2018 will see the align­ing of ANCAP and EURONCAP, it also sees an in­creas­ing fo­cus on ac­tive col­li­sion avoid­ance tech­nolo­gies which will be needed to achieve five stars. As an ex­am­ple AEB (Au­ton­o­mous Emer­gency brak­ing) re­sults in a re­duc­tion of 38 per­cent in real world rear end crashes in city con­di­tions. The re­quire­ments for five stars are con­stantly in­creas­ing so it was pointed out that as well as the rat­ing com­pa­nies need to look at the date stamp (when tested) – for fleets it was sug­gested that a date stamp of three years old or less would be a good pol­icy for new ve­hi­cle pur­chases. In Aus­tralia ve­hi­cles older than 2000 make up 20 per­cent of the fleet but ac­count for 35 per­cent of fa­tal­i­ties, whereas ve­hi­cles newer than 2011 make up 31 per­cent of the fleet and only 13 per­cent of fa­tal­i­ties show­ing the ad­vance in ve­hi­cle safety. In 2016 95 per­cent of the ve­hi­cles tested for ANCAP re­ceived five stars.

Low emis­sions and EV’S

Started with a quick re­cap on the physics of petrol en­gines and com­bus­tion, with com­plete com­bus­tion and at nor­mal con­di­tions 1kg of fuel and 3.5kg of oxy­gen com­bine to pro­duce 3.1kg of CO2 and1.4kg of wa­ter (plus power). In reality the ideal is never achieved and there are a va­ri­ety of byprod­ucts – if the mix­ture is over rich car­bon nano-par­ti­cles (C) and un­burnt Hy­dro­car­bons (HC) and if un­der rich Ox­ides of Nitro­gen. En­gine ef­fi­cien­cies have im­proved from around 18 per­cent to mid 20’s range. World­wide en­ergy use is around 15 TW but we get 20,000 times that from the sun per day so so­lar has po­ten­tial to ul­ti­mately be a great clean re­new­able en­ergy re­source. The in­cen­tive programmes used in sev­eral EU coun­tries were cov­ered, with the ex­cep­tion of Nor­way most have had is­sues with un­in­tended con­se­quences and reg­u­lar tin­ker­ing which has af­fected their ef­fec­tive­ness, Nor­way how­ever has achieved 41 per­cent EV pen­e­tra­tion in fleets and 56 per­cent in pri­vate sales with zero VAT on pur­chase and lease costs, bus lane use with two peo­ple, free park­ing and free fer­ries. An­other in­ter­est­ing trend was a move by some ma­jor cities to pro­gres­sively ban dirt­ier cars so Euro 4 from a cer­tain date, then Euro 5, Paris will ban all diesel cars from 2020.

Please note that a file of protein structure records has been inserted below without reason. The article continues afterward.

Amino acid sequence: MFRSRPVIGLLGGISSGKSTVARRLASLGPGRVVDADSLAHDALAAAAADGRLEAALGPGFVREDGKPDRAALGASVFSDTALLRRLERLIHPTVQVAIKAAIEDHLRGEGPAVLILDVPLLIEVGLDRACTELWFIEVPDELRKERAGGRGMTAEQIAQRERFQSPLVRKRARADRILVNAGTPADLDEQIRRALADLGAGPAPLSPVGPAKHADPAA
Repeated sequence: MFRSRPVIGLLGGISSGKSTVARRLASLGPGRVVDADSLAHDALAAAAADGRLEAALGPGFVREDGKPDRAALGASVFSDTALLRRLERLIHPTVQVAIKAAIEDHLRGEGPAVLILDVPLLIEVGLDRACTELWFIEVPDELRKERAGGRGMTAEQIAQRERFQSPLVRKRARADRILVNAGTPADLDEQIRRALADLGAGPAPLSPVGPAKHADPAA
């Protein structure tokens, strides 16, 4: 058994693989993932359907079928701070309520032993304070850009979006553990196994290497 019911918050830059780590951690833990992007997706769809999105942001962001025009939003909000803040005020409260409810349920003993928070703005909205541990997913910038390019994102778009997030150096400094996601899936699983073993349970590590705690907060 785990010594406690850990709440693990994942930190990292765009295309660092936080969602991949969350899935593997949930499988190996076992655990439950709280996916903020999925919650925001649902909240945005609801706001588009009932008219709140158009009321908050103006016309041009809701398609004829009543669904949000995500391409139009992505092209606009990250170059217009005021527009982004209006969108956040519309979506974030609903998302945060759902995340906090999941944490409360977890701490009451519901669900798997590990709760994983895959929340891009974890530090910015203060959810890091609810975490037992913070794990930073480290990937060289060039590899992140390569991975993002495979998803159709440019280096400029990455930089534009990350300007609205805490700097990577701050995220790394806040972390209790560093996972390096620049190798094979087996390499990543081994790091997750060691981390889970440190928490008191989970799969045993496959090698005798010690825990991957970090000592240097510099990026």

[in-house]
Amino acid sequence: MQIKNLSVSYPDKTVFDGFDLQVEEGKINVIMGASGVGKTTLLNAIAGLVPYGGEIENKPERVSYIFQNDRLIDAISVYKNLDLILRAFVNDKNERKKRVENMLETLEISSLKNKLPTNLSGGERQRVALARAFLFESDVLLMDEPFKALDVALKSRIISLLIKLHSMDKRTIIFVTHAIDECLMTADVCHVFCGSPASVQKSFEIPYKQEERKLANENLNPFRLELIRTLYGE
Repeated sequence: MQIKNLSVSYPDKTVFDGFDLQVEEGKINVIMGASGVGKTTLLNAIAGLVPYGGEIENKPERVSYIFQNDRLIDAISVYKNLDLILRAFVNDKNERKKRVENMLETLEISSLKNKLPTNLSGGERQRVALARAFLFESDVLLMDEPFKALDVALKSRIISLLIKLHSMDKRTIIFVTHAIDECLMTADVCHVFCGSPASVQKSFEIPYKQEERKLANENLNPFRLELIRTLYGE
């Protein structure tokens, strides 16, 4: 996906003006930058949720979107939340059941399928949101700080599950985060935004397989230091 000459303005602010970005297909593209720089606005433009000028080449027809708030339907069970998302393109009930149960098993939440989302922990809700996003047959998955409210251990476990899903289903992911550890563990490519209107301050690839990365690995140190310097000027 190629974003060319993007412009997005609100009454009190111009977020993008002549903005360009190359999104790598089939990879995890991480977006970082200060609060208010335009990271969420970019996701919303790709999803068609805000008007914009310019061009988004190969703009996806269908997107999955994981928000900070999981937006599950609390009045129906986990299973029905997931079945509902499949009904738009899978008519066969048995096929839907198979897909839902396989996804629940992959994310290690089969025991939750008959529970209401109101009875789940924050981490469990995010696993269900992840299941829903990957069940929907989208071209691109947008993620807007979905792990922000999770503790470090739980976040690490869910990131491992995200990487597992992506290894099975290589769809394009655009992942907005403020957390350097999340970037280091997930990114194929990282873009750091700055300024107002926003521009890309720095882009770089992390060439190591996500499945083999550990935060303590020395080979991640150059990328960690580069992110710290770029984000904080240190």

Real world con­sump­tion and emis­sions

There is a growing con­cern around the di­ver­gence of econ­omy re­ported in stan­dard­ised test vs ac­tual re­sults, even with­out the ac­knowl­edged cheat­ing by some com­pa­nies. This is pri­mar­ily be­cause the tests in­cen­tivise man­u­fac­tur­ers to tune ve­hi­cles to min­imise CO2 emis­sions op­ti­mised to the test cy­cle which per­versely can in­crease then in real world con­di­tions which don’t match the test cy­cle. In 2002 the vari­ance was around 10 per­cent but by 2014 was 35 per­cent and it is es­ti­mated could be 50 per­cent by 2020. A new WLTC test cy­cle is be­ing in­tro­duced in 2020 but even with that it is es­ti­mated there will still be a 23 per­cent vari­ance with real world. Aus­tralian test­ing by ABMARC showed about a 25 per­cent dif­fer­ence over a range of ve­hi­cles with one model hav­ing 60 per­cent higher con­sump­tion, test CO2 was ex­ceeded by 20 per­cent of petrol ve­hi­cles and NOX by 83 per­cent of diesel ve­hi­cles tested.